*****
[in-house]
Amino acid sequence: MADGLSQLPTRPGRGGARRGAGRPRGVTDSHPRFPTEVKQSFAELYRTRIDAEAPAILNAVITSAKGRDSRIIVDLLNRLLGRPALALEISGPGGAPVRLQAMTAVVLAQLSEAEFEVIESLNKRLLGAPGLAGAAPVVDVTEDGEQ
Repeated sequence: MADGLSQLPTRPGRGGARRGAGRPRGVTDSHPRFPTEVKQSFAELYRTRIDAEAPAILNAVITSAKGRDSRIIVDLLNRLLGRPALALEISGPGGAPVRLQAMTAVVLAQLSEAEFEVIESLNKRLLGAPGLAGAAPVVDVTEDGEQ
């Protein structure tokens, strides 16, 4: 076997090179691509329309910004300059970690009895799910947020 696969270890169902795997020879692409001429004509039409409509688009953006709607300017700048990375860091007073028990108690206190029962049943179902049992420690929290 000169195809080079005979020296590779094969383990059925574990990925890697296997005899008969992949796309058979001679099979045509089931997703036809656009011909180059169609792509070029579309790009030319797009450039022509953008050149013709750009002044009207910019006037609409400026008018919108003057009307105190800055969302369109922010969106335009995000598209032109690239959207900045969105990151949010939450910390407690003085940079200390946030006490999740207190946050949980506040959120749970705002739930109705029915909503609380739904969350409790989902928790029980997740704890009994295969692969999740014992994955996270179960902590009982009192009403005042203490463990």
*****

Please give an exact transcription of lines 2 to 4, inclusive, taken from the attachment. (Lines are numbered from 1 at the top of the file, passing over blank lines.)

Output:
Amino acid sequence: MADGLSQLPTRPGRGGARRGAGRPRGVTDSHPRFPTEVKQSFAELYRTRIDAEAPAILNAVITSAKGRDSRIIVDLLNRLLGRPALALEISGPGGAPVRLQAMTAVVLAQLSEAEFEVIESLNKRLLGAPGLAGAAPVVDVTEDGEQ
Repeated sequence: MADGLSQLPTRPGRGGARRGAGRPRGVTDSHPRFPTEVKQSFAELYRTRIDAEAPAILNAVITSAKGRDSRIIVDLLNRLLGRPALALEISGPGGAPVRLQAMTAVVLAQLSEAEFEVIESLNKRLLGAPGLAGAAPVVDVTEDGEQ
């Protein structure tokens, strides 16, 4: 076997090179691509329309910004300059970690009895799910947020 696969270890169902795997020879692409001429004509039409409509688009953006709607300017700048990375860091007073028990108690206190029962049943179902049992420690929290 000169195809080079005979020296590779094969383990059925574990990925890697296997005899008969992949796309058979001679099979045509089931997703036809656009011909180059169609792509070029579309790009030319797009450039022509953008050149013709750009002044009207910019006037609409400026008018919108003057009307105190800055969302369109922010969106335009995000598209032109690239959207900045969105990151949010939450910390407690003085940079200390946030006490999740207190946050949980506040959120749970705002739930109705029915909503609380739904969350409790989902928790029980997740704890009994295969692969999740014992994955996270179960902590009982009192009403005042203490463990």